+0
I have an English teacher who thinks she is the creator of syntax and semantics when holding a pen. In her eyes, there is only way to do everything: her way. Questioning her is out of the question because “[she] has two degrees and a master’s!” So I often find myself sitting back and laughing at her ignorance, especially since she claims that she’s “really good a writing papers.”

Here a few “corrections” that she made on my latest paper. I’d like to know the opinion of anybody qualified. (1) Will stand for my sentence, and (2) will stand for the “corrected” sentence.

1) This statement if especially special because I figure that most rock stars…

2) This statement if especially special, because I figure that most rock stars…

1) …a place in which there were no waterfalls, trees, or even…

2) **she writes, “No = no-no.”

1) I made sure to go to bed extra early the night before – nothing was going to get in my way of fun!

2) I made sure to go to bed extra early the night before. Nothing was going to get in my way of fun!

1) Then, as a gentle breeze caressed my face, a miracle happened: I heard the clank that signaled the end of the job.

2) 2) Then, as a gentle breeze caressed my face, a miracle happened; I heard the clank that signaled the end of the job.

Thanks for any comments.

+0
I'm more surprised that she didn't object to especially special! It's common to but a comma before a conjunction that joins two independent clauses. In the negative, the comma makes a semantic difference. I think it's good style to include it.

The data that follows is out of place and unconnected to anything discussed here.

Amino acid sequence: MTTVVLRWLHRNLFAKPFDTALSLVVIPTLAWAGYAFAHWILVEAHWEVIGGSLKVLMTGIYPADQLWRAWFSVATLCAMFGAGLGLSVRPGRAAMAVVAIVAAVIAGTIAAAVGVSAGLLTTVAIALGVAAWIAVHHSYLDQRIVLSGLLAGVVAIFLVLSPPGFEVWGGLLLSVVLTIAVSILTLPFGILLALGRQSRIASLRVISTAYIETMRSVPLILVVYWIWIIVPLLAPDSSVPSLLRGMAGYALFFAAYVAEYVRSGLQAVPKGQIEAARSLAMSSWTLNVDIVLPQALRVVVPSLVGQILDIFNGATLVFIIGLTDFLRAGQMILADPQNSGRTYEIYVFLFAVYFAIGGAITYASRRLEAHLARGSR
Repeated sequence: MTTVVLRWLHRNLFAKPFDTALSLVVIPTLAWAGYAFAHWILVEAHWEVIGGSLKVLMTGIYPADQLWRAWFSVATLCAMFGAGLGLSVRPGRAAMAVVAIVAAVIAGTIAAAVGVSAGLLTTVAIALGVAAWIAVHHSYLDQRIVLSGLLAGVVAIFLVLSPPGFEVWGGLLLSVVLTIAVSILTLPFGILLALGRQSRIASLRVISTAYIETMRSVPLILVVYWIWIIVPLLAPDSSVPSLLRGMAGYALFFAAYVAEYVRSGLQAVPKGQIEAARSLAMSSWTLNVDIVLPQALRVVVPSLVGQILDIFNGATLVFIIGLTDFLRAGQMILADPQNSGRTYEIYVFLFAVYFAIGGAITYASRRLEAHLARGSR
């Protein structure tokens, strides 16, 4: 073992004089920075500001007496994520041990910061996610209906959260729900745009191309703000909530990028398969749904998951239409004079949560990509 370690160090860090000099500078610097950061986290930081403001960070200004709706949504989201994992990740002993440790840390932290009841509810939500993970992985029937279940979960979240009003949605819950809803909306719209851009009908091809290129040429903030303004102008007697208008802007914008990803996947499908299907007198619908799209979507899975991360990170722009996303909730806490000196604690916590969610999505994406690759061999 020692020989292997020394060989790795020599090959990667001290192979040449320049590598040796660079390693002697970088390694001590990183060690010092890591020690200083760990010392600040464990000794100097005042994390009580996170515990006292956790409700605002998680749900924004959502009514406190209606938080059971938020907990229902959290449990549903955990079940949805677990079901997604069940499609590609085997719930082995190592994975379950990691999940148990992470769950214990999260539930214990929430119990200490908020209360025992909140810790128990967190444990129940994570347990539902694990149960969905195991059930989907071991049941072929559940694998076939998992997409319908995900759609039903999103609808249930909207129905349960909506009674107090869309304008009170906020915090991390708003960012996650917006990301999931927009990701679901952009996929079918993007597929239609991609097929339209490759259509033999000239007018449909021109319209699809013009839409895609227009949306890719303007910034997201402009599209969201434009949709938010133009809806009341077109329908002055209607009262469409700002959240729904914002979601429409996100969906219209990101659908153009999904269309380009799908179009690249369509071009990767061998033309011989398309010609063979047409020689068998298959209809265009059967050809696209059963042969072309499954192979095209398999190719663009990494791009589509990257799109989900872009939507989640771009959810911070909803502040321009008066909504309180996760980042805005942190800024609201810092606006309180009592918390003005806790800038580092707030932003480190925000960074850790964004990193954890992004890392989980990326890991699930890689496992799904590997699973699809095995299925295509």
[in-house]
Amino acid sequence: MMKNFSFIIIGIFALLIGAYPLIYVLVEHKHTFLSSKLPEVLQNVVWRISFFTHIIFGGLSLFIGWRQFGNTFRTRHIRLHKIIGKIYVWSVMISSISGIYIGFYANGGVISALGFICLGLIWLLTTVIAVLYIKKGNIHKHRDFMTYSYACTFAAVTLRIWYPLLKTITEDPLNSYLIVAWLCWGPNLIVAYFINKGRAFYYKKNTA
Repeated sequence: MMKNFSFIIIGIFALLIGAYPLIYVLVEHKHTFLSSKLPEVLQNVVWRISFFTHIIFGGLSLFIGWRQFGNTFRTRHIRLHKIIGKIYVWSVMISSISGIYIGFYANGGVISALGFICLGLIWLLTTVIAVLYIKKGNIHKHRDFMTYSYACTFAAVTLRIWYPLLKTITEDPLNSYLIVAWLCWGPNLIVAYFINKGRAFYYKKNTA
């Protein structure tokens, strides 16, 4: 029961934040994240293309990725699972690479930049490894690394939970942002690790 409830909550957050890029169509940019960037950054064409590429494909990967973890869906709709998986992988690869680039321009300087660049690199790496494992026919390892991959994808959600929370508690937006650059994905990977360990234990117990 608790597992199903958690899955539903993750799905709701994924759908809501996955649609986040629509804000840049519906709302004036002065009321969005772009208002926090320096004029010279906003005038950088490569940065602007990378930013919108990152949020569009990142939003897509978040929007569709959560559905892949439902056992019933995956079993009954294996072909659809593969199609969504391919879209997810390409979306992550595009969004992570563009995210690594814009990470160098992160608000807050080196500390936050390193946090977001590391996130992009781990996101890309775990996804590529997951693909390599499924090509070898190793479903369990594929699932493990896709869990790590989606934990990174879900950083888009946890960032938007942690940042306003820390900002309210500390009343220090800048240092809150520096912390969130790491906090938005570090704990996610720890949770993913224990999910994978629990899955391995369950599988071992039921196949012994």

I don't know why she objected to "there were no trees." Perhaps she thinks "there weren't any trees" is better. I don't agree with her correction on this one.

She must have felt that a dash was too informal for the writing. That's also a style thing. I uses dashes all the time, but it depends on the formality of the writing.

I completely disagree with her on this one. Your use of the colon was correct.

However, she may be picking up on the disdain you feel for her, and as a results, shemay be taking extra pains over your work. I would be careful about "laughing at her ignorance" too much. You may not agree with her style choices, but she's the one with the grade book.
+0
I'm with GG. This is how I would have put it:

1. This statement is especially special, because I figure that most rock stars…

2. …a place in which there were no waterfalls, trees, or even…

[i.e. no change. What was the third thing that there wasn't, out of interest?]

3. I made sure I went to bed extra early the night before – nothing was going to get in the way of my fun!

[But the teacher's version with the full stop is also fine; it has a more "determined" air than the "dash" version. I hesitate to ask why going to bed early was going to involve fun.]

4. Then, as a gentle breeze caressed my face, a miracle happened: I heard the clank that signaled the end of the job.

[However, she should have marked you down 10 points for "gentle breeze caressed".]

MrP